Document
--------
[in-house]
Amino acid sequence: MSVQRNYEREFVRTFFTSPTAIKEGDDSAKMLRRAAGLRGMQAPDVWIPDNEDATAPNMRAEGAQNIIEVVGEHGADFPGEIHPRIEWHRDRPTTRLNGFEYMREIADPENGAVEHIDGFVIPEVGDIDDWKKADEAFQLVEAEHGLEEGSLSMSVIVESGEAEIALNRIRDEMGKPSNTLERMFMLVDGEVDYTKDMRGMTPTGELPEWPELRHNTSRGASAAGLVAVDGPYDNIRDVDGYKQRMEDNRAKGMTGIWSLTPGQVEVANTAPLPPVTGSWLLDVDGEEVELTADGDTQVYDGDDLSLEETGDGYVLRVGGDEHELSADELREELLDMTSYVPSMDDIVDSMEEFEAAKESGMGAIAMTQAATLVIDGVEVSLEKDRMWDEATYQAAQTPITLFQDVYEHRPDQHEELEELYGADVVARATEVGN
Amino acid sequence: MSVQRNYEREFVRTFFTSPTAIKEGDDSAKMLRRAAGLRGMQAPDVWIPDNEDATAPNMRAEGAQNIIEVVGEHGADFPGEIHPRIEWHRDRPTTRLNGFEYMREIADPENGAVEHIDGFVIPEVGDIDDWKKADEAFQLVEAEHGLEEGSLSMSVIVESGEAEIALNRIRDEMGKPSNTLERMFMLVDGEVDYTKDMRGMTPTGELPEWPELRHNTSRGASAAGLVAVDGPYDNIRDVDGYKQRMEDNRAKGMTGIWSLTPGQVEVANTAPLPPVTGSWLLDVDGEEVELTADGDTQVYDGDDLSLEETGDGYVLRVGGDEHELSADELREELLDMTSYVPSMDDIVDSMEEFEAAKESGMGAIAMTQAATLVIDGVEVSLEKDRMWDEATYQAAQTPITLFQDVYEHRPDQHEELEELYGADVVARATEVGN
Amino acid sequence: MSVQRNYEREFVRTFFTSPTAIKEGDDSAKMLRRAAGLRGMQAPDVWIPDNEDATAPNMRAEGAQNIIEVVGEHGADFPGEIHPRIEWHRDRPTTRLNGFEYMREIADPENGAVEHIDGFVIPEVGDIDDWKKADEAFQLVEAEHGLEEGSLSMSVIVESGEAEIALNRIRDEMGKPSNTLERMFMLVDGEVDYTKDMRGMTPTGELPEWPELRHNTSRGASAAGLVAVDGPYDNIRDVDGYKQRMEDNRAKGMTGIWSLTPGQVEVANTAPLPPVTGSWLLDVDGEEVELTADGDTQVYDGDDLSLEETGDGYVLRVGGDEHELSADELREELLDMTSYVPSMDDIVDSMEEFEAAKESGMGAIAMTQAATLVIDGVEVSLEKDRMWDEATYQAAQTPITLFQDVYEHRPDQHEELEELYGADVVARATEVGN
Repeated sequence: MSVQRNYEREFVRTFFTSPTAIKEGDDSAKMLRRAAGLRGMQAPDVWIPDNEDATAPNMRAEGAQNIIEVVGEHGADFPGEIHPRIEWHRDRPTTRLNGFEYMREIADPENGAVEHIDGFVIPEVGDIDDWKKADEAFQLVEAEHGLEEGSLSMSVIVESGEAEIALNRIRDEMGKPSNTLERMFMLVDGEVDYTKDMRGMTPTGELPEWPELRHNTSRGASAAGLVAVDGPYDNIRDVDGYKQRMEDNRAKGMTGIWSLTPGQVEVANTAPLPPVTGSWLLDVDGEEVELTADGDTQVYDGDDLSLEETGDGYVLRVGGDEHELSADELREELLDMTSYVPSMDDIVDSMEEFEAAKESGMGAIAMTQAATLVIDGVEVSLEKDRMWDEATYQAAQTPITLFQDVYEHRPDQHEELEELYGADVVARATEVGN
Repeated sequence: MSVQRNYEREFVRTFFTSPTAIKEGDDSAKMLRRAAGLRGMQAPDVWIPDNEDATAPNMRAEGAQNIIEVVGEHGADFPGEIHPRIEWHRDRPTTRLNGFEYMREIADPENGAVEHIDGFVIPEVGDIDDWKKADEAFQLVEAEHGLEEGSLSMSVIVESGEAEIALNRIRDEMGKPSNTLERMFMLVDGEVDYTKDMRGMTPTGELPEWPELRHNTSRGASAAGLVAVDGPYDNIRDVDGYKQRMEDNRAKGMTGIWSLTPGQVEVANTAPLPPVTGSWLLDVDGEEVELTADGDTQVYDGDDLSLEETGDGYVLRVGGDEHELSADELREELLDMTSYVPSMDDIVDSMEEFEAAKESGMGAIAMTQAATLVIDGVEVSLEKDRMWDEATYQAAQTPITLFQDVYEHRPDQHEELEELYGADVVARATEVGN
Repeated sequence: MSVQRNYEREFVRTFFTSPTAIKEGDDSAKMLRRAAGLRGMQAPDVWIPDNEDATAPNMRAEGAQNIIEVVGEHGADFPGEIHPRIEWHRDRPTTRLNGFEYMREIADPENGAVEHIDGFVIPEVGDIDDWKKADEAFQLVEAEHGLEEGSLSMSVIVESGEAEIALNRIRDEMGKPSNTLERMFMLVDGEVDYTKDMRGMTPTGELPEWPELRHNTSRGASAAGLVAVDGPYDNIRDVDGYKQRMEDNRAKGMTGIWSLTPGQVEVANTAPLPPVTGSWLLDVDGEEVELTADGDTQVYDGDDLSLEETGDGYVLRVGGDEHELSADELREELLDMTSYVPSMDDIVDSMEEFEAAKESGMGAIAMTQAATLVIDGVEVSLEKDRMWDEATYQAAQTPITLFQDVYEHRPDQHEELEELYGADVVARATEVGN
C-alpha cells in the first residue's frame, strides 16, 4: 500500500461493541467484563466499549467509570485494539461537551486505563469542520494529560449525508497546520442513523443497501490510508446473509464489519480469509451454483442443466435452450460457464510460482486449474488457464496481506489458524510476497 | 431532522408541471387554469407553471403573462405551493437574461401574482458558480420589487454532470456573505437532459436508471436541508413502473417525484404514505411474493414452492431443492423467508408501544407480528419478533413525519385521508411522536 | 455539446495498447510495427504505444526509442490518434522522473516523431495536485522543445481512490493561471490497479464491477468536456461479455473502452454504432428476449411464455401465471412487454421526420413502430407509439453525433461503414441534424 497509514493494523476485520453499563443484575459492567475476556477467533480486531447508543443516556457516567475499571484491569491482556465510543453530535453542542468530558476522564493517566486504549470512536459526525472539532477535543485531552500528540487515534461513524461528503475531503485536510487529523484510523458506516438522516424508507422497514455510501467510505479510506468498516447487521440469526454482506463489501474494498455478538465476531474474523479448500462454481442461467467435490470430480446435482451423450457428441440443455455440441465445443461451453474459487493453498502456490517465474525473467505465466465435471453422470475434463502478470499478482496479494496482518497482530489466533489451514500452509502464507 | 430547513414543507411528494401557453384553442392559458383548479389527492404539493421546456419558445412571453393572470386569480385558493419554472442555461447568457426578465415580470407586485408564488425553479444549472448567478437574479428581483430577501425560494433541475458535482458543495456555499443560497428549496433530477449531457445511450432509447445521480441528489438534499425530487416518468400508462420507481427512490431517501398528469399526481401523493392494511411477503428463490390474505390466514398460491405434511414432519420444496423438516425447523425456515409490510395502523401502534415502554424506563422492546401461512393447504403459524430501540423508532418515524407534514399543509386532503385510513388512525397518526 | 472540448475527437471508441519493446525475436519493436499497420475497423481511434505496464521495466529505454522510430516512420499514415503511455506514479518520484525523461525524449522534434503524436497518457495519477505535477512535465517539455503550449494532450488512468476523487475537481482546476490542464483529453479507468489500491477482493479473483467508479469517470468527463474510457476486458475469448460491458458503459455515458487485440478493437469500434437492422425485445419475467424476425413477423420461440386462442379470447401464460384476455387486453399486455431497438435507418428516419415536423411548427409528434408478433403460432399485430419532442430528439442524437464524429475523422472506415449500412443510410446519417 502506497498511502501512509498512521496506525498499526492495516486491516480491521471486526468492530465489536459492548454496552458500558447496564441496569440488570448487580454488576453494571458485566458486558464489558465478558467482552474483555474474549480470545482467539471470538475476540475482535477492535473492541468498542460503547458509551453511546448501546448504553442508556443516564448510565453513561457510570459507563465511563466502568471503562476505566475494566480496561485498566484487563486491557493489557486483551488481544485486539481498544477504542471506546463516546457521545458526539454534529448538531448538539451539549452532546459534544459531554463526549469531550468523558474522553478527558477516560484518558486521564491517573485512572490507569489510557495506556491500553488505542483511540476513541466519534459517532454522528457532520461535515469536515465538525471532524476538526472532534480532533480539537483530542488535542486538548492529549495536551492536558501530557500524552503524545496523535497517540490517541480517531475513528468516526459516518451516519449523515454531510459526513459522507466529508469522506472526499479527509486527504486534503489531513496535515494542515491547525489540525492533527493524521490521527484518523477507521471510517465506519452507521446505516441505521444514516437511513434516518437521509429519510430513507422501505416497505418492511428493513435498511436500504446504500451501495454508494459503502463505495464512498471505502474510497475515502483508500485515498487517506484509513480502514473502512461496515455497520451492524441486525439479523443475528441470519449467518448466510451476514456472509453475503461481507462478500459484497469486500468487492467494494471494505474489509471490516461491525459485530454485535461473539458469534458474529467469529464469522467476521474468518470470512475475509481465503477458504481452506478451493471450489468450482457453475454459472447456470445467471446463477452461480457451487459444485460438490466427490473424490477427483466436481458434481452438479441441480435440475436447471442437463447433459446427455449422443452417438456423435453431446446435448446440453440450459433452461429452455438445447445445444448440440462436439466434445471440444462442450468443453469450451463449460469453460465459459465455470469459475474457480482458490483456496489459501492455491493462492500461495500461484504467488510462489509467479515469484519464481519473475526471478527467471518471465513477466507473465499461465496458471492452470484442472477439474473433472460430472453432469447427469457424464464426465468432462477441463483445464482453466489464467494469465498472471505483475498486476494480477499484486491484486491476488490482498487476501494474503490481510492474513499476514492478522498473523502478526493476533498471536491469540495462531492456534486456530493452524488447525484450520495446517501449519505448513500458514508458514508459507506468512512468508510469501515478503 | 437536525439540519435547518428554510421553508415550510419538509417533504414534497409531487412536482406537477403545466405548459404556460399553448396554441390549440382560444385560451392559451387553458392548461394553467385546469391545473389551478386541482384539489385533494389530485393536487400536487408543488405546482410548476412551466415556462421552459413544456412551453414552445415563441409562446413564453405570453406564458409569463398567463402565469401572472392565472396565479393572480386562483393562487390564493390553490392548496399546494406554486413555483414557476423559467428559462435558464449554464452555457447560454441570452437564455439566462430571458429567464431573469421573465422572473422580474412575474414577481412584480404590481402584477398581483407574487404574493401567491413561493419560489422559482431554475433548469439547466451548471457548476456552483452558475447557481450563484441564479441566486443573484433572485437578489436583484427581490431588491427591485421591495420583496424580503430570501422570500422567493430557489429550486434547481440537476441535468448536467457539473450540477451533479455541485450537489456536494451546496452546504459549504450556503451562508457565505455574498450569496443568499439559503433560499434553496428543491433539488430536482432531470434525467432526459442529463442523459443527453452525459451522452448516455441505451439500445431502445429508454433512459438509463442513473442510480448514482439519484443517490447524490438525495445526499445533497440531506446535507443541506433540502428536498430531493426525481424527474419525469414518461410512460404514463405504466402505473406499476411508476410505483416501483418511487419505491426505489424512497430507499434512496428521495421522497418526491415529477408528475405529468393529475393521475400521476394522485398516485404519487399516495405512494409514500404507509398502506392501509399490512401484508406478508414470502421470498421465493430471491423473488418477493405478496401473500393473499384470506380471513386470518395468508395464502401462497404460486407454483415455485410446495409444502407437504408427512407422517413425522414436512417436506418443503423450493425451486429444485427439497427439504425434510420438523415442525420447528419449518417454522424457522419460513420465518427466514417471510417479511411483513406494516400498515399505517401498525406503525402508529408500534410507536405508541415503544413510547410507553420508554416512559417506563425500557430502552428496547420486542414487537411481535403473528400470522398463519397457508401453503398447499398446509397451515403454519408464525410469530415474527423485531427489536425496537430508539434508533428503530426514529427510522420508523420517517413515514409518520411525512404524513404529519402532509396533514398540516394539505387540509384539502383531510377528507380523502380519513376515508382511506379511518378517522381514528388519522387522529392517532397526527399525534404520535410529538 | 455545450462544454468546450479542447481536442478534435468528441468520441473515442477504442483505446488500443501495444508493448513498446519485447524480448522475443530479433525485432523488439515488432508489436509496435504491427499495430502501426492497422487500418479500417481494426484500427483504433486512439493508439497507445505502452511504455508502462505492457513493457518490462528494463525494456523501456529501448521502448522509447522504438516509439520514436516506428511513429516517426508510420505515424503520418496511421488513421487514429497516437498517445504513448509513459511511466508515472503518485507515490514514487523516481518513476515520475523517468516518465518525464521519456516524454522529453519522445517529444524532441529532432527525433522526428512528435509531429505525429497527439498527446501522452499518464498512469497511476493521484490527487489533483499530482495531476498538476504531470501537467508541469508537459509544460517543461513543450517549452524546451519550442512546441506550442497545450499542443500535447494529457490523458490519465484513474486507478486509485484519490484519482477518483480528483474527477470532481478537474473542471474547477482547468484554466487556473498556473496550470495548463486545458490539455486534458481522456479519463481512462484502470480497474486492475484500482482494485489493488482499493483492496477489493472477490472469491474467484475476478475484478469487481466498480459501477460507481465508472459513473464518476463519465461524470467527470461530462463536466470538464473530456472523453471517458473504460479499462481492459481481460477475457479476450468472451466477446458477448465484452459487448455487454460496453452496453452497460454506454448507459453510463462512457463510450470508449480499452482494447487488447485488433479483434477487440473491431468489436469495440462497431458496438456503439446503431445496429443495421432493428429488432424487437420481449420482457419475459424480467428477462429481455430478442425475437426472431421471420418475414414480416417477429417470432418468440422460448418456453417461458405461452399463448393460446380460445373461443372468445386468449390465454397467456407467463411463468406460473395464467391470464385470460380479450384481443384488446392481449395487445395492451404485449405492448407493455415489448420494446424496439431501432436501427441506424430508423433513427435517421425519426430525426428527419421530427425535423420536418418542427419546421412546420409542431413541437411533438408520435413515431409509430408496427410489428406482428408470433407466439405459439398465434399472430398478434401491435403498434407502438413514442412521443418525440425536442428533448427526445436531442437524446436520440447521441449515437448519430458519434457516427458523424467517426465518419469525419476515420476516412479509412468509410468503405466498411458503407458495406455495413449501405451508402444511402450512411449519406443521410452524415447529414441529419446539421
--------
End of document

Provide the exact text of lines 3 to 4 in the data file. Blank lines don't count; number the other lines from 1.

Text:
Amino acid sequence: MSVQRNYEREFVRTFFTSPTAIKEGDDSAKMLRRAAGLRGMQAPDVWIPDNEDATAPNMRAEGAQNIIEVVGEHGADFPGEIHPRIEWHRDRPTTRLNGFEYMREIADPENGAVEHIDGFVIPEVGDIDDWKKADEAFQLVEAEHGLEEGSLSMSVIVESGEAEIALNRIRDEMGKPSNTLERMFMLVDGEVDYTKDMRGMTPTGELPEWPELRHNTSRGASAAGLVAVDGPYDNIRDVDGYKQRMEDNRAKGMTGIWSLTPGQVEVANTAPLPPVTGSWLLDVDGEEVELTADGDTQVYDGDDLSLEETGDGYVLRVGGDEHELSADELREELLDMTSYVPSMDDIVDSMEEFEAAKESGMGAIAMTQAATLVIDGVEVSLEKDRMWDEATYQAAQTPITLFQDVYEHRPDQHEELEELYGADVVARATEVGN
Amino acid sequence: MSVQRNYEREFVRTFFTSPTAIKEGDDSAKMLRRAAGLRGMQAPDVWIPDNEDATAPNMRAEGAQNIIEVVGEHGADFPGEIHPRIEWHRDRPTTRLNGFEYMREIADPENGAVEHIDGFVIPEVGDIDDWKKADEAFQLVEAEHGLEEGSLSMSVIVESGEAEIALNRIRDEMGKPSNTLERMFMLVDGEVDYTKDMRGMTPTGELPEWPELRHNTSRGASAAGLVAVDGPYDNIRDVDGYKQRMEDNRAKGMTGIWSLTPGQVEVANTAPLPPVTGSWLLDVDGEEVELTADGDTQVYDGDDLSLEETGDGYVLRVGGDEHELSADELREELLDMTSYVPSMDDIVDSMEEFEAAKESGMGAIAMTQAATLVIDGVEVSLEKDRMWDEATYQAAQTPITLFQDVYEHRPDQHEELEELYGADVVARATEVGN